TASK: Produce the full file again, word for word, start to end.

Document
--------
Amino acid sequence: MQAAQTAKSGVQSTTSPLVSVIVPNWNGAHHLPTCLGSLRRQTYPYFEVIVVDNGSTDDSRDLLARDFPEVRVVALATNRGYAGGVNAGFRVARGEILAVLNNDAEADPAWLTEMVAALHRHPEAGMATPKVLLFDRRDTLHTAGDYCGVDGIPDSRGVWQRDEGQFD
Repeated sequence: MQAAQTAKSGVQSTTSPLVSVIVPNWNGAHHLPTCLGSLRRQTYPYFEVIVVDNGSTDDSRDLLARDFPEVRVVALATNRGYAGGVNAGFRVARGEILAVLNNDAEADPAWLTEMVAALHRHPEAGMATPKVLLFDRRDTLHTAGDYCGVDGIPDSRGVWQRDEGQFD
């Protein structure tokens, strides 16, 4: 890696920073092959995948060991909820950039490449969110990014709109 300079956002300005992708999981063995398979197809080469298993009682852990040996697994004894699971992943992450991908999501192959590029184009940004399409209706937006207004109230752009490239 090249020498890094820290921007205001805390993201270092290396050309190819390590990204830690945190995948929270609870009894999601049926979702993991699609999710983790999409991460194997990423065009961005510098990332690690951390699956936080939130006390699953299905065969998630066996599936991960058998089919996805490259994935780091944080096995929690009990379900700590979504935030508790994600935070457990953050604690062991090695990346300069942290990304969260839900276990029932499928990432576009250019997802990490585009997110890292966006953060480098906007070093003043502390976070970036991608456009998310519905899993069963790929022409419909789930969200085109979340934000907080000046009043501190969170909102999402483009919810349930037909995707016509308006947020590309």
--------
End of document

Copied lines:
Amino acid sequence: MQAAQTAKSGVQSTTSPLVSVIVPNWNGAHHLPTCLGSLRRQTYPYFEVIVVDNGSTDDSRDLLARDFPEVRVVALATNRGYAGGVNAGFRVARGEILAVLNNDAEADPAWLTEMVAALHRHPEAGMATPKVLLFDRRDTLHTAGDYCGVDGIPDSRGVWQRDEGQFD
Repeated sequence: MQAAQTAKSGVQSTTSPLVSVIVPNWNGAHHLPTCLGSLRRQTYPYFEVIVVDNGSTDDSRDLLARDFPEVRVVALATNRGYAGGVNAGFRVARGEILAVLNNDAEADPAWLTEMVAALHRHPEAGMATPKVLLFDRRDTLHTAGDYCGVDGIPDSRGVWQRDEGQFD
């Protein structure tokens, strides 16, 4: 890696920073092959995948060991909820950039490449969110990014709109 300079956002300005992708999981063995398979197809080469298993009682852990040996697994004894699971992943992450991908999501192959590029184009940004399409209706937006207004109230752009490239 090249020498890094820290921007205001805390993201270092290396050309190819390590990204830690945190995948929270609870009894999601049926979702993991699609999710983790999409991460194997990423065009961005510098990332690690951390699956936080939130006390699953299905065969998630066996599936991960058998089919996805490259994935780091944080096995929690009990379900700590979504935030508790994600935070457990953050604690062991090695990346300069942290990304969260839900276990029932499928990432576009250019997802990490585009997110890292966006953060480098906007070093003043502390976070970036991608456009998310519905899993069963790929022409419909789930969200085109979340934000907080000046009043501190969170909102999402483009919810349930037909995707016509308006947020590309």